There are so many previously unknown sites and structures all over the world. And I think most importantly what satellites help to show us is we've actually only found a fraction of a percent of ancient settlements and sites all over the world.

Sarah Parcak

Sarah Parcak

Profession: Archaeologist
Nationality: American

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I keep being surprised by the amount of archaeological sites and features that are left to find all over the world.

We want to excite the world about what's out there. But we don't want them to say, 'Oh, there are lots of sites in Egypt - let's loot.'

Scorpions like holes. We had to put our arms in the holes to dig out the smelting residues. We always performed critter checks before an excavation, but one morning, I put an arm in and felt a sharp pierce. When I brought my hand out, it was red and already swelling.

In Egypt, I do survey work on the ground. That's really the most important part of using satellite images. You know, it helps us to find potential locations for sites, and then we get to go there on the ground and confirm what we've seen.

Archaeologists use datasets from NASA and commercial satellites, processing the information using various off-the-shelf computer programs. These datasets allow us to see beyond the visible part of the light spectrum into the near, middle, and far infrared.

What we did is we used NASA topography data to map out the landscape, very subtle changes. We started to be able to see where the Nile used to flow.

We've got to map all of our ancient history before it's gone because, let's face it, if we don't have a common heritage to share, something to get excited about, then what are we living for?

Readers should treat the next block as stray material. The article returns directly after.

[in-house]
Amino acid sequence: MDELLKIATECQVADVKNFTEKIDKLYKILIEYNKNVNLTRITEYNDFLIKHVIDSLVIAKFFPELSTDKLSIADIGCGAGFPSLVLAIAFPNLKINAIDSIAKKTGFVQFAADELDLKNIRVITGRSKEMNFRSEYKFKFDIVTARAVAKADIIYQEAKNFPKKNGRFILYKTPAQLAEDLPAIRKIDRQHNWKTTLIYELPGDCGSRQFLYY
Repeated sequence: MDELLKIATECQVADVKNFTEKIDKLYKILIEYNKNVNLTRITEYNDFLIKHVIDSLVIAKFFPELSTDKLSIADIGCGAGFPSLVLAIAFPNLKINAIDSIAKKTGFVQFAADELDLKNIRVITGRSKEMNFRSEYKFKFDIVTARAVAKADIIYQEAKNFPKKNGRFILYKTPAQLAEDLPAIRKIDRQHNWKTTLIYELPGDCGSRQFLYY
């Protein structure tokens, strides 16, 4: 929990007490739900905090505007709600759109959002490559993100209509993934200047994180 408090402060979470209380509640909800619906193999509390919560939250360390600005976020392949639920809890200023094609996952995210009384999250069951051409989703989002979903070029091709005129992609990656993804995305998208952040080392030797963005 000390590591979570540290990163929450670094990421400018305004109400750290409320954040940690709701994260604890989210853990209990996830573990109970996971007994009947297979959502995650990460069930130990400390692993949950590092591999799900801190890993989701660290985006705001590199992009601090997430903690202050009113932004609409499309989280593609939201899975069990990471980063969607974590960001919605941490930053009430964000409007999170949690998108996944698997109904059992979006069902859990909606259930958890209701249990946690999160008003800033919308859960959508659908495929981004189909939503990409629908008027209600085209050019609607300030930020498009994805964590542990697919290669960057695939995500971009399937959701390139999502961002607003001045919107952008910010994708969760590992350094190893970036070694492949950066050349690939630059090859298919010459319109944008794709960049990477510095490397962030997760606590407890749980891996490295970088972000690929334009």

'Satellite archaeology' refers to the use of NASA and commercial high resolution satellite datasets to map and discover past structures, cities, and geological features.

Imagery is powerful. Imagery is provocative - satellite imagery much more so because it is from space, and it allows us to get this perspective that we don't have to have otherwise.

I am honored to receive the TED Prize, but it's not about me; it's about our field - and the thousands of men and women around the world, particularly in the Middle East, who are defending and protecting sites.

When you think about the scale of human populations all over the world and the fact that there's so much here, really, the only way to be able to visualize that is to pull back in space... It allows us to see hidden temples and tombs and pyramids and even entire settlements.

I hope my work contributes to understanding long-term patterns of human behavior and how we survive, thrive, or fail during times of environmental, social, and economic crisis.

Looting has an immense impact on our ability to understand our global cultural heritage; once these objects are gone, so too is our chance of piecing together humanity's shared story.

It's an important tool to focus where we're excavating. It gives us a much bigger perspective on archaeological sites. We have to think bigger, and that's what the satellites allow us to do.